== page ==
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Attorneys representing environmental and state interests have agreed they don’t want to take a lawsuit over the Gallatin River to trial, meaning a judge must decide whether to temporarily prohibit DEQ from issuing any water quality-degrading permits.

John Meyer, attorney for the Cottonwood Environmental Law Center, said he and the Montana Department of Environmental Quality’s attorneys have agreed upon the underlying facts of the case, which was brought before the Gallatin County District Court in February. Both sides recently filed separate motions requesting that a judge enter summary judgment.

If the judge grants Cottonwood’s motion, DEQ will have to supplement a 2007 environmental impact statement analyzing the impacts of an “Outstanding Resource Water’’ designation on a portion of the Gallatin River. DEQ will also be barred from issuing any permits that could degrade the river’s water quality until the analysis is completed.

That means DEQ wouldn’t be able to issue discharge permits authorizing an expansion to Big Sky’s water and sewer systems. The town is in the midst of upgrading its facilities to accommodate growth. Options for disposing of the town’s treated wastewater include discharging it into the Gallatin or using it for snowmaking operations at Big Sky Resort.

Meyer said both routes would result in pharmaceutical pollution of the Gallatin River, and a permit wouldn’t be authorized if the Gallatin River were designated as an Outstanding Resource Water.

“We think that the Montana Environmental Policy Act rules are very clear that an agency has to prepare a supplemental environmental impact statement if there’s new information or changed circumstances regarding a proposed action,” he said.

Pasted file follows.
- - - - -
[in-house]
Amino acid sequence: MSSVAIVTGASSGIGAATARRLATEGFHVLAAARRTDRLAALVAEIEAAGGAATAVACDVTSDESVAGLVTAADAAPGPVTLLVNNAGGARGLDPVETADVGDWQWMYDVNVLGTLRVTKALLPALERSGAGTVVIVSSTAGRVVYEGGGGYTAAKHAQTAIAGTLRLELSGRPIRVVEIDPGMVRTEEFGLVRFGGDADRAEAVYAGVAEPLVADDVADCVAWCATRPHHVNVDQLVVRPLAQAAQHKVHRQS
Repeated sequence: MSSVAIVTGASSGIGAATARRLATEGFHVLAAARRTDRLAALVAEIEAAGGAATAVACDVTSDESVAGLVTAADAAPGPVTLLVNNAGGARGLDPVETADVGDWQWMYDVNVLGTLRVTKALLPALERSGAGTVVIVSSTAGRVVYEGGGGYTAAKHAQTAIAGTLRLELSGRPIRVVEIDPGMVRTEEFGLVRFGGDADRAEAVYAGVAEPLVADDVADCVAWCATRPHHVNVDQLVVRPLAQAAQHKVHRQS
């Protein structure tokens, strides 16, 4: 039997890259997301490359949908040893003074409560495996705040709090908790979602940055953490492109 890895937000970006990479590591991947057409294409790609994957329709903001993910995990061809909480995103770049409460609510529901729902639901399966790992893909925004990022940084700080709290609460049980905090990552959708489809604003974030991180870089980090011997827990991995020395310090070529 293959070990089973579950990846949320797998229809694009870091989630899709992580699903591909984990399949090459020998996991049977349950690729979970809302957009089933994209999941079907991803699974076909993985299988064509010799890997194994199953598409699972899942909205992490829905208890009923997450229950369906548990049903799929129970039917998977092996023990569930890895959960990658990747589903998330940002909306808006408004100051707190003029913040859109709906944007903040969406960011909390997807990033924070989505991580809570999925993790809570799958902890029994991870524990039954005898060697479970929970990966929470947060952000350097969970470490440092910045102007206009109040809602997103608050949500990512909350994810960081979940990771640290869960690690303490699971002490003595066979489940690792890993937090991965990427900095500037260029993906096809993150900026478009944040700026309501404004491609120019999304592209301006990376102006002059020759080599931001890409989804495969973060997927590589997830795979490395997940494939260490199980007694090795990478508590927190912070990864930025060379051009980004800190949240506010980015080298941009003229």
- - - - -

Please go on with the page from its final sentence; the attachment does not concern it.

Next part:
DEQ’s legal team declined to comment on the case.

Cottonwood filed a lawsuit against DEQ on behalf of the Gallatin Wildlife Association and Montana Rivers in February, but Meyer said the overall fight to protect the river’s water quality has been “long and tortured.”

It started in 2001, when the environmental group American Wildlands petitioned the Montana Board of Environmental Review to designate a 35 mile portion of the river as an “Outstanding Resource Water.” A designation would have prevented DEQ from issuing permits resulting in degraded water quality from the boundary of Yellowstone National Park to the confluence of Spanish Creek.

The board accepted the group’s petition and ordered DEQ to analyze the potential impacts of a designation.

DEQ completed its final environmental impact statement in 2007, but it never issued a Record of Decision — a public notice explaining the department’s decision. The designation was left in limbo for more than a decade.

“To this day, they have not issued a record of decision even though they have proposed to protect the Gallatin River as an Outstanding Resource Water,” Meyer said.

In 2018, Cottonwood and the Gallatin Wildlife Association revived the push for a designation, filing a second petition with the Board of Environmental Review. In administrative hearings, a DEQ attorney claimed the petitioned stretch of the Gallatin didn’t meet all Outstanding Resource Water criteria, Meyer wrote.

Cottonwood filed a lawsuit against DEQ over the delay in February.

This October, Democratic U.S. Sen. Jon Tester introduced the Montana Headwaters Legacy Act — a bill that would designate hundreds of miles of streams across southwest Montana as wild and scenic. The stretch of the Gallatin River between Yellowstone National Park and the Spanish Creek confluence was included in proposal.

Groups including the Greater Yellowstone Coalition, American Whitewater, the Montana Chapter of Backcountry Hunters and Anglers and the Gallatin River Task Force have backed the bill. However, Meyer said a Wild and Scenic designation wouldn’t protect the Gallatin River’s water quality.

“The Snake River has been designated a Wild and Scenic River and the town of Jackson Hole still discharges its treated waste water into the Snake River,” he wrote. “Senator Tester’s proposed Wild and Scenic legislation, which is backed by GYC and American Rivers, is green-washing at its worst.”

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Helena Dore can be reached at hdore@dailychronicle.com or at 582-2628.

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